This was a very brief synopsis of an extremely new and complex field of medicine that is quickly rendering new data, which is illuminating the answers to old questions. The takeaway from this is the realization that, not only are your lifestyle choices important for the perpetuation of your health and longevity, but so is the proper custodianship of your microbial ecosystem. Paying more attention to and maintaining your gut health has global repercussions in the pathogenesis of disease, all within the framework of GI immunity, which encompasses the innate & adaptive immune systems, the intestinal epithelial barrier and the microbiota, who in a sense, run the show.
Final note: If you would like to participate in a national scientific research project that seeks to explore the microbial diversity of the human gut, you can order a kit for as little as $99. You send the researchers a sample and they give you a report of findings. This is a great way to participate in an open – source science project, while expanding the knowledge base of our microbiome and the differences between regions and individuals. Here’s the link: American Gut
Check back with us next week as we explore some of the diseases associated with imbalanced gut flora such as: SIBO, IBD, Rheumatoid arthritis, obesity, metabolic disorders, etc. We’ll also be looking at the gut – brain axis and how the microbiota can affect a person’s mood.
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Since we’re approaching cold and flu season, I thought it would be beneficial to include a discussion on gut health in this month’s newsletter. “What does gut health have to do with cold and flu season,” you ask? First of all, let’s take a look at the gut and its inhabitants. Did you know that you’re the host to tens of trillions of microorganisms living in your gut, including at least 1,000 different species. That’s a total of 4.5 pounds of pure microbiota (formerly known as gut flora)! In fact, we are more microorganism than we are human, because our gut flora outnumbers our human cells 10:1, and their genes number 150 fold greater than our human genes.[i] These semi-discrete communities of microbes populate are the GI tract (intestines), with the largest population residing in the large intestine.[ii]
Collectively, the communities of microbiota are known as microbiome, and are as much a part of our individual identity as a fingerprint. At first, researchers thought there was a “core microbiome” shared by all humans, but this has not been the case as more and more studies draw their conclusions. In fact, some would say that we only share about 1/3 of the microbiome, and the remaining 2/3 is unique to each individual. The genetic diversity of the microbiome seems to depend on many variables ranging from diet, exercise, environment, to genetics, age, gender, physiological variation, and even culture.[iii]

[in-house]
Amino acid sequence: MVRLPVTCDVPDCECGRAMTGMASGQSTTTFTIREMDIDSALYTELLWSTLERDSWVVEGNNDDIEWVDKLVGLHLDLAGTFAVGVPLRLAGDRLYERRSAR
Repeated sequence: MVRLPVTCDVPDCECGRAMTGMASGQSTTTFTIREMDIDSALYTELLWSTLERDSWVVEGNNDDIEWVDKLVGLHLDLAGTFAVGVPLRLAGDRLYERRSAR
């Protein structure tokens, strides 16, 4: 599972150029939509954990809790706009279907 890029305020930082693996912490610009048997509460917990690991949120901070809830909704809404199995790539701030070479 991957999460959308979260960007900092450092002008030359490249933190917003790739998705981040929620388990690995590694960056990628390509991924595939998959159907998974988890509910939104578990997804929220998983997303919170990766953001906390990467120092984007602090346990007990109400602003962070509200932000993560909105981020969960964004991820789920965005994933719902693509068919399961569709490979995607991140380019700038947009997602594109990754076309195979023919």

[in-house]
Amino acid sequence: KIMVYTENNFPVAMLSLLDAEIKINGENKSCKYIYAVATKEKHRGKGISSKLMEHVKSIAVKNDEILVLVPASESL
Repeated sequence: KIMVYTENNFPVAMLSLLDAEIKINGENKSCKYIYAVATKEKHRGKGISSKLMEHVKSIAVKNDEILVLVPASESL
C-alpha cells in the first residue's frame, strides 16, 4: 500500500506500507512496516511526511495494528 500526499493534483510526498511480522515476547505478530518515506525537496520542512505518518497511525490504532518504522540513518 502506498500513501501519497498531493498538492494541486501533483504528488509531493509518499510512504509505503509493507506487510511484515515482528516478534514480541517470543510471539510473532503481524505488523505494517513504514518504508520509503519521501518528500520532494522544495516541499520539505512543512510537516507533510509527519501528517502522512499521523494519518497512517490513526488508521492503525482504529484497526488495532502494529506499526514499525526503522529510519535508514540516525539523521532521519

When the microflora of the gut are in balance, that is, the right amount of beneficial bacteria to non-beneficial bacteria, both the host and the microbes experience a healthy symbiotic relationship in which both parties benefit, and most importantly, the host (us), remain in a disease free state. It has been well documented in past and present studies the crucial role microbiota play in maintaining our health & well-being, as well as, the negative influence an altered microbiome can have in the development of certain diseases such as: cancer, irritable bowel disease (IBD), autoimmune diseases, asthma, and diabetes; just to name a few.[iv]
Some of the important functional roles of the microbiota / microbiome are:
As you can see, we might not be able to survive without this unusual relationship that we have with the microbiome, which seems to be based on the mutual benefits gained by both the host and the microbe. Like I always say, “disease starts in the gut”, and this is why we must protect this crucial microenvironment in order to stave off preventable diseases. Check back for more articles on other areas of gut health and disease (dysbiosis, small intestinal bacterial overgrowth (SIBO), and leaky gut), including GI immunity, antibiotics vs probiotics, and the gut-brain axis.